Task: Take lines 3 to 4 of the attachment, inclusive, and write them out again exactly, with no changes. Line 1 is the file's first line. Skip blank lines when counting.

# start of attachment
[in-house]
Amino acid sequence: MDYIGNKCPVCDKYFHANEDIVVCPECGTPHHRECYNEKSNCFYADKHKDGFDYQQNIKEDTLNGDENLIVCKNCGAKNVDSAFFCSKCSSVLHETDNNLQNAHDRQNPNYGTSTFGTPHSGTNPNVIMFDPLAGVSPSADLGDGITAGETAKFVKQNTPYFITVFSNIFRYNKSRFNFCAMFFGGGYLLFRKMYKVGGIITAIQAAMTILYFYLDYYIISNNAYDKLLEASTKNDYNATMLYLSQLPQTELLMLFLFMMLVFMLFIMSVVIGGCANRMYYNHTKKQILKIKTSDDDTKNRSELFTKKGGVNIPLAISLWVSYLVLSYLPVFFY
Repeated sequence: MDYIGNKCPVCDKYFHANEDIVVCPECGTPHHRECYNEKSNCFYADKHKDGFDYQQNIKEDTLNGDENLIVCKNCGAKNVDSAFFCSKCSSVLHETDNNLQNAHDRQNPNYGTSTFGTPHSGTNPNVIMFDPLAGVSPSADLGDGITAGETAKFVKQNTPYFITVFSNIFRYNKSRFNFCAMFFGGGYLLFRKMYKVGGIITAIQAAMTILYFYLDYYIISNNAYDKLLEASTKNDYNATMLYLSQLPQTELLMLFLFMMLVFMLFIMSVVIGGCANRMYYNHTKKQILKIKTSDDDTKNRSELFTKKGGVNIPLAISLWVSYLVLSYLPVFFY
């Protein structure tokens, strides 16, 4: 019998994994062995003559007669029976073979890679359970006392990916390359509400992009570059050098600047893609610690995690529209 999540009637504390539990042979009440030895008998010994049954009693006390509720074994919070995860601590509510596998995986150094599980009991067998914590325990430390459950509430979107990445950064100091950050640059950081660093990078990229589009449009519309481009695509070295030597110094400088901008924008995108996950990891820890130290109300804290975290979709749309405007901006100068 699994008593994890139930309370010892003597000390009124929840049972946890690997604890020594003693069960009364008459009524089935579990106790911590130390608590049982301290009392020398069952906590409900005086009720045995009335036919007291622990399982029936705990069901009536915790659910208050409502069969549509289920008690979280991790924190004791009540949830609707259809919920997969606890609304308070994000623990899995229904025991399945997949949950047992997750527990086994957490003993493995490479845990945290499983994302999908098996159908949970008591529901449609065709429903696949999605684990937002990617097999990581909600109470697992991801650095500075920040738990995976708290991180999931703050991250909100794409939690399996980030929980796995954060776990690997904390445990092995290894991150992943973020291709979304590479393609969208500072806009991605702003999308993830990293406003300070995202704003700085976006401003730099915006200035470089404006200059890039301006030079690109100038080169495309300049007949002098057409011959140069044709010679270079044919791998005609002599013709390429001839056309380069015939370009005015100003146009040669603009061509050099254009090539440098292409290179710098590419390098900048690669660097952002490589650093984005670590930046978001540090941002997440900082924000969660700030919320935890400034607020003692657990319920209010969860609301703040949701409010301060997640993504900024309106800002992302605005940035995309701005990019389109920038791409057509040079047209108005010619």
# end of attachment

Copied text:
Repeated sequence: MDYIGNKCPVCDKYFHANEDIVVCPECGTPHHRECYNEKSNCFYADKHKDGFDYQQNIKEDTLNGDENLIVCKNCGAKNVDSAFFCSKCSSVLHETDNNLQNAHDRQNPNYGTSTFGTPHSGTNPNVIMFDPLAGVSPSADLGDGITAGETAKFVKQNTPYFITVFSNIFRYNKSRFNFCAMFFGGGYLLFRKMYKVGGIITAIQAAMTILYFYLDYYIISNNAYDKLLEASTKNDYNATMLYLSQLPQTELLMLFLFMMLVFMLFIMSVVIGGCANRMYYNHTKKQILKIKTSDDDTKNRSELFTKKGGVNIPLAISLWVSYLVLSYLPVFFY
């Protein structure tokens, strides 16, 4: 019998994994062995003559007669029976073979890679359970006392990916390359509400992009570059050098600047893609610690995690529209 999540009637504390539990042979009440030895008998010994049954009693006390509720074994919070995860601590509510596998995986150094599980009991067998914590325990430390459950509430979107990445950064100091950050640059950081660093990078990229589009449009519309481009695509070295030597110094400088901008924008995108996950990891820890130290109300804290975290979709749309405007901006100068 699994008593994890139930309370010892003597000390009124929840049972946890690997604890020594003693069960009364008459009524089935579990106790911590130390608590049982301290009392020398069952906590409900005086009720045995009335036919007291622990399982029936705990069901009536915790659910208050409502069969549509289920008690979280991790924190004791009540949830609707259809919920997969606890609304308070994000623990899995229904025991399945997949949950047992997750527990086994957490003993493995490479845990945290499983994302999908098996159908949970008591529901449609065709429903696949999605684990937002990617097999990581909600109470697992991801650095500075920040738990995976708290991180999931703050991250909100794409939690399996980030929980796995954060776990690997904390445990092995290894991150992943973020291709979304590479393609969208500072806009991605702003999308993830990293406003300070995202704003700085976006401003730099915006200035470089404006200059890039301006030079690109100038080169495309300049007949002098057409011959140069044709010679270079044919791998005609002599013709390429001839056309380069015939370009005015100003146009040669603009061509050099254009090539440098292409290179710098590419390098900048690669660097952002490589650093984005670590930046978001540090941002997440900082924000969660700030919320935890400034607020003692657990319920209010969860609301703040949701409010301060997640993504900024309106800002992302605005940035995309701005990019389109920038791409057509040079047209108005010619």